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The first golf major of the year tees off tomorrow
If you’re confused, you’re not alone. Traditionally, the PGA Championship was the fourth and final men’s major of the season. Last year, it was moved to second — between the Masters and the U.S. Open. This year, with the golf calendar scrambled by the pandemic, it has the honour of going first.
The tournament tees off Thursday at 10 a.m. ET at TPC Harding Park in San Francisco, where there will be no spectators. Here are some of the players and storylines to watch as the reconfigured golf season heads into its most interesting stretch:
Brooks Koepka is going for his third consecutive PGA Championship title. No one has pulled that off since Walter Hagen won four in a row in the 1920s, back when this was a match-play event. Koepka won four majors over the last three years. He’s the only golfer with multiple titles in that span. The 30-year-old American is favoured by oddsmakers to win the PGA again, even though he’s been up and down since the tour resumed in mid-June. In six tournaments, he has as many missed cuts (two) as top-10 finishes. But Koepka tends to save his best for the majors, and it looks like he’s peaking at the right time again after finishing tied for second at last week’s St. Jude Invitational.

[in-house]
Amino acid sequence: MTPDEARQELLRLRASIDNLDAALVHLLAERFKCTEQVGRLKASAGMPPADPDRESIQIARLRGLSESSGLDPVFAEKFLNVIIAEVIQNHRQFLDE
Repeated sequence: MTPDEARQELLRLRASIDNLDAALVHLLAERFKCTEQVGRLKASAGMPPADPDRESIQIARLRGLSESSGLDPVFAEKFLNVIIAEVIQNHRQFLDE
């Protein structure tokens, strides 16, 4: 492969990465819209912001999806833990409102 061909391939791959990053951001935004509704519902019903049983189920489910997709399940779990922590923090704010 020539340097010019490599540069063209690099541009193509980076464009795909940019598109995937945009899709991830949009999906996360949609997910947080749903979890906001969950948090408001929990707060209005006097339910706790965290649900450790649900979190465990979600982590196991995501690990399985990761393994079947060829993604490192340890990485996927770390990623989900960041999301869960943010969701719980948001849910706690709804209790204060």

Justin Thomas is back on top. His three-shot victory over a strong field at the St. Jude propelled him into the No. 1 spot in the world rankings for the first time in more than two years, leapfrogging Jon Rahm and Rory McIlroy. The 27-year-old American is past the wrist injury that spoiled his 2019 season, and he’s the last non-Koepka guy to win the PGA. Thomas’ 2017 victory remains his only major title.
Bryson DeChambeau beefed up. He’s never cracked the top 14 at a major, but Dechambeau is following the buff Koepka’s blueprint for how to muscle your way into golf’s top tier — literally. Bryson hit the weightroom hard and came out of the pandemic-induced pause weighing a linebacker-like 240 pounds on a 6-foot-1 frame. The results speak for themselves: the 26-year-old American leads the tour in average driving distance (a monstrous 324.4 yards) after finishing 34th last year. Pair that with a hot putter (he ranks sixth in strokes gained putting) and you can understand how DeChambeau reeled off four straight top-eight finishes coming out of the break. He’s cooled off lately, though, missing the cut and placing 30th in his last two events.